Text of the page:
Someone like Javier Mascherano falls a little short of these three because he was actually sold for a loss once inflation is applied; one of the final grim decisions made during the Gillett and Hicks tenure, in offloading a player worth much more than he was actually sold for.
By contrast, Didi Hamann, who cost a lot of money, scores highly on the number of games played, but left for peanuts at the age of 33; so he rates as a success, but a qualified success, given the financial disparity between his purchase and sale fee.
Stan Collymore cost a lot of money, played well in fits and starts, and then was sold for more-or-less what he cost; Aston Villa getting the Reds out of a jam. Mark Wright completes the list of seven (of the 29 in question) who score above average in the TPI Coefficient. In his case he seemed to struggle for years, but hung around just long enough to finally look like the player fans hoped they were getting in 1991, with an impressive renaissance c.1995/96.
Next there follows six signings who score better than neutral, but below the overall 3,000-player TPIC average. These are Phil Babb (I’m not quite sure how he started 124 Premier League games), Glen Johnson, Peter Crouch, John Scales, Neil Ruddock and Emile Heskey. That makes for 44% of the signings who work out as “in credit” on the coefficient, albeit some by the skin of their teeth.
Every signing that costs a fee starts off in negative equity, with the number of games required to pay off that debt relative to the price of the transfer. It’s worth remembering that out of 3,000+ signings in the era in question, the average number of league starts is just 40 by the time they leave the club.
The 16 in negative equity on the coefficient include Joe Allen and Jordan Henderson – although when the performance data from last season is added, Henderson will move into credit; plus he has a lot of time on his side to more than “pay off” the £24.2m fee (TPI). Allen is gradually moving towards a neutral rating.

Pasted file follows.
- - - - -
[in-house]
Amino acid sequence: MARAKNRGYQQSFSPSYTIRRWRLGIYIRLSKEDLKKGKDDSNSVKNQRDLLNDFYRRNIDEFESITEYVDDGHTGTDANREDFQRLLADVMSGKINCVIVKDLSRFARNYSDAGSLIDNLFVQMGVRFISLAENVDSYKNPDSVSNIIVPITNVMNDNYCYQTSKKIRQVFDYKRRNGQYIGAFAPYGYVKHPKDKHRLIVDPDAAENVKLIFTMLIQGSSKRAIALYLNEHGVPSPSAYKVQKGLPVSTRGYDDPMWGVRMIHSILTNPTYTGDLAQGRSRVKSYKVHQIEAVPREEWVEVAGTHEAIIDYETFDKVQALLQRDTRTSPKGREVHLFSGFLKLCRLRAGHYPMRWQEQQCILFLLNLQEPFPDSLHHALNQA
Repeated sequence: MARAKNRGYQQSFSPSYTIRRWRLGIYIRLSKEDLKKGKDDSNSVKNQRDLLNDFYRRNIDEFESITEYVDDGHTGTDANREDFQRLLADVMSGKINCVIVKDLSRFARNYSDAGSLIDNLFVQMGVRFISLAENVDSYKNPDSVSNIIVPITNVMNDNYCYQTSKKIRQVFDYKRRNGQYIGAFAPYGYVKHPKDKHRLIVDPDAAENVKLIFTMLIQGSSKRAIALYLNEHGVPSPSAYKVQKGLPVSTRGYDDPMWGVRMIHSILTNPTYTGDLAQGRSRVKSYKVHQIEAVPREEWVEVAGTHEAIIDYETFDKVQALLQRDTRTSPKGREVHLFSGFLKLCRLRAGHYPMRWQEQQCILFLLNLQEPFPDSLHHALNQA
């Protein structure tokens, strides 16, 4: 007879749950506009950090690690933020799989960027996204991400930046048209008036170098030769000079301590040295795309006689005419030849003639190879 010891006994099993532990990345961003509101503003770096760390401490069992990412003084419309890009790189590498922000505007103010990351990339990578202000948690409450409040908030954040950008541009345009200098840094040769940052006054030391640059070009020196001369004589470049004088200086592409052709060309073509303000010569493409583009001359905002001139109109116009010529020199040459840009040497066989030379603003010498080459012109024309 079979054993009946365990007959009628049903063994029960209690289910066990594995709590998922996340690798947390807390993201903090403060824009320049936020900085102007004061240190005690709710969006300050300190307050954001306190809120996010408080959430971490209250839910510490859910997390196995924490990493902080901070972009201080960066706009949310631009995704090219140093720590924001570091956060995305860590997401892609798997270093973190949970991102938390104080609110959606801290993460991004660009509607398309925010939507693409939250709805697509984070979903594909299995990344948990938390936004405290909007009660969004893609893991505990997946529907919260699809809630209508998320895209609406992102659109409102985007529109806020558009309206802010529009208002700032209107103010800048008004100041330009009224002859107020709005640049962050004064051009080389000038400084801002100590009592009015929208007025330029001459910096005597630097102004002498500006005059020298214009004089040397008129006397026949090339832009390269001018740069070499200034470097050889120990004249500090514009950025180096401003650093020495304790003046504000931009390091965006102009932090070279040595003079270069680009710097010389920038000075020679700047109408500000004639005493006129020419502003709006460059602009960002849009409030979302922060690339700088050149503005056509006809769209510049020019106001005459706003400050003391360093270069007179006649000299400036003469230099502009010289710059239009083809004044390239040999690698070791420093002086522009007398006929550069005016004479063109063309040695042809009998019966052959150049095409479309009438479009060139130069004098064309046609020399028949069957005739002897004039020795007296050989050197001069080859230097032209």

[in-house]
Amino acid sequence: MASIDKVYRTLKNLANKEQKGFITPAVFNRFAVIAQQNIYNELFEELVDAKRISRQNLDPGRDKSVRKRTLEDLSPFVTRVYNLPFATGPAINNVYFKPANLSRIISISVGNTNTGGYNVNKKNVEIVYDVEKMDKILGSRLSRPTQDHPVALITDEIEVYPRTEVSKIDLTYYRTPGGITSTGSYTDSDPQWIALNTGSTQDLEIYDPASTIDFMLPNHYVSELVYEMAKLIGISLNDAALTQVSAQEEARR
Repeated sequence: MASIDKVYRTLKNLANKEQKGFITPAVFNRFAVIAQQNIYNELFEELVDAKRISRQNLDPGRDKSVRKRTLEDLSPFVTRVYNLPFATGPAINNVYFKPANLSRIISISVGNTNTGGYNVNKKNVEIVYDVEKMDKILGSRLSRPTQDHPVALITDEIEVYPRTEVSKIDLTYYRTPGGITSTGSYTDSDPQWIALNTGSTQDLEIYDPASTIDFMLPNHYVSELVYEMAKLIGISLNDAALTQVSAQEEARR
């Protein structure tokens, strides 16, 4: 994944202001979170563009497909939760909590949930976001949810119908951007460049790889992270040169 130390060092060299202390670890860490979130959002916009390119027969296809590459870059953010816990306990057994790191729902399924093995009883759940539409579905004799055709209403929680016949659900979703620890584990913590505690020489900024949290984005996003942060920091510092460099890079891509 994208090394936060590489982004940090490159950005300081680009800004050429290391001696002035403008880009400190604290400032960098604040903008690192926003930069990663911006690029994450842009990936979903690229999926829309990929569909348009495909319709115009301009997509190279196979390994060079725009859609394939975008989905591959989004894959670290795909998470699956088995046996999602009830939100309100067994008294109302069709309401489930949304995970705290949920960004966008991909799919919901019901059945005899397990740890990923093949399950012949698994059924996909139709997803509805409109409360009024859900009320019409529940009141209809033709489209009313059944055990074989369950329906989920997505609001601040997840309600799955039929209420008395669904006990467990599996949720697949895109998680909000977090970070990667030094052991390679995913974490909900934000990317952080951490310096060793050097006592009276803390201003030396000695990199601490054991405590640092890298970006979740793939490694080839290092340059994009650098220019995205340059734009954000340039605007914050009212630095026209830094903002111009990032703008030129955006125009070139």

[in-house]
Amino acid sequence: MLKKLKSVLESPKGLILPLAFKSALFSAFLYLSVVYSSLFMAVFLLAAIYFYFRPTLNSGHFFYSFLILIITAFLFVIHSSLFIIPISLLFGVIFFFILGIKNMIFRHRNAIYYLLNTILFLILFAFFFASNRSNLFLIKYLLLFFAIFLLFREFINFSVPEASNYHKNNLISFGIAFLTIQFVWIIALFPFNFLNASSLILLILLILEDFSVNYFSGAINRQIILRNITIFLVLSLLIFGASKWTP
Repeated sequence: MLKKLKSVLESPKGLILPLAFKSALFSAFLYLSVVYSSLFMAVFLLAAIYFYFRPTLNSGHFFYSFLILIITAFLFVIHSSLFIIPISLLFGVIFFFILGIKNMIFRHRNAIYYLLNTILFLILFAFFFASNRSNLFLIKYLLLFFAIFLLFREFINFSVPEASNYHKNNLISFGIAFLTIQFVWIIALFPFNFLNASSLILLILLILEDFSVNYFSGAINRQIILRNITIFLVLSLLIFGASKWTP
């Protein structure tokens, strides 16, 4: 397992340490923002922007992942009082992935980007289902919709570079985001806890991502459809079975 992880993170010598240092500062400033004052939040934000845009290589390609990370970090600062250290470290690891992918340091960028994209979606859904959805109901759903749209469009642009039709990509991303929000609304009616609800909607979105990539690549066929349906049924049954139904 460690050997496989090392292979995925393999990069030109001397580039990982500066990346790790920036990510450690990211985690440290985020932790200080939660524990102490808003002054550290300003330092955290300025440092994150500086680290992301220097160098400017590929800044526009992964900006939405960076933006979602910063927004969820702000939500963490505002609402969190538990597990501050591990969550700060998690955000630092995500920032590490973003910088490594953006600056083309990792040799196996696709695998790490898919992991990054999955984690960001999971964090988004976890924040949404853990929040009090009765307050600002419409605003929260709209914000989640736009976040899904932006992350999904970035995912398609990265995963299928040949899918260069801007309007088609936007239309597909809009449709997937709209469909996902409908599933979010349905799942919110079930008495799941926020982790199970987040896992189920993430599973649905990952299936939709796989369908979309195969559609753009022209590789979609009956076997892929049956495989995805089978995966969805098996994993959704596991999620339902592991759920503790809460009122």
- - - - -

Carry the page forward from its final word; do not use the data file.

Then come Adam Lallana, Lazar Markovic and Dejan Lovren, who haven’t been at the club long enough to accrue sufficient match data, but have a fair way to go to pay off reasonably hefty fees. Right now it’s looking particularly unlikely that Lovren will manage to do so, while Lallana will need to start 150 Premier League games to become an above average signing, or 103 starts to move out of negative equity. (Of course, he could end up being like Luis Garcia, who didn’t play a high percentage of games, but could be subjectively labelled a success due to the number of important goals he scored.)
When those in negative equity are looked at subjectively, only Henderson looks out of place, and as noted, he will be quite a lot higher once the data gets updated. And given that 11 of the 16 have already left the club, they can be labelled as clear TPIC flops; most would be labelled subjective flops too.
These 29/30 players were signed by a whole host of managers, including two of the club’s best-ever players (who surely should know how to “spot” a player), one of whom also won four league titles as a manager; a former ‘bootroom boy’ who worked under the greats; a Frenchman who won the Reds a unique treble three years after having a role in France winning the World Cup; an über-successful Spaniard who ended the club’s 21-year wait for a European Cup; and the young boss who won the highest percentage of league games managed by the club in the modern era. On top of this, there was input from a Director of Football (who, for all his faults, signed several world-class players for Spurs and Liverpool), umpteen scouts and a transfer committee. Such a wealth of knowledge, yet Hits and Misses seem to happen at the usual rate.
Further analysis of this data is for subscribers only.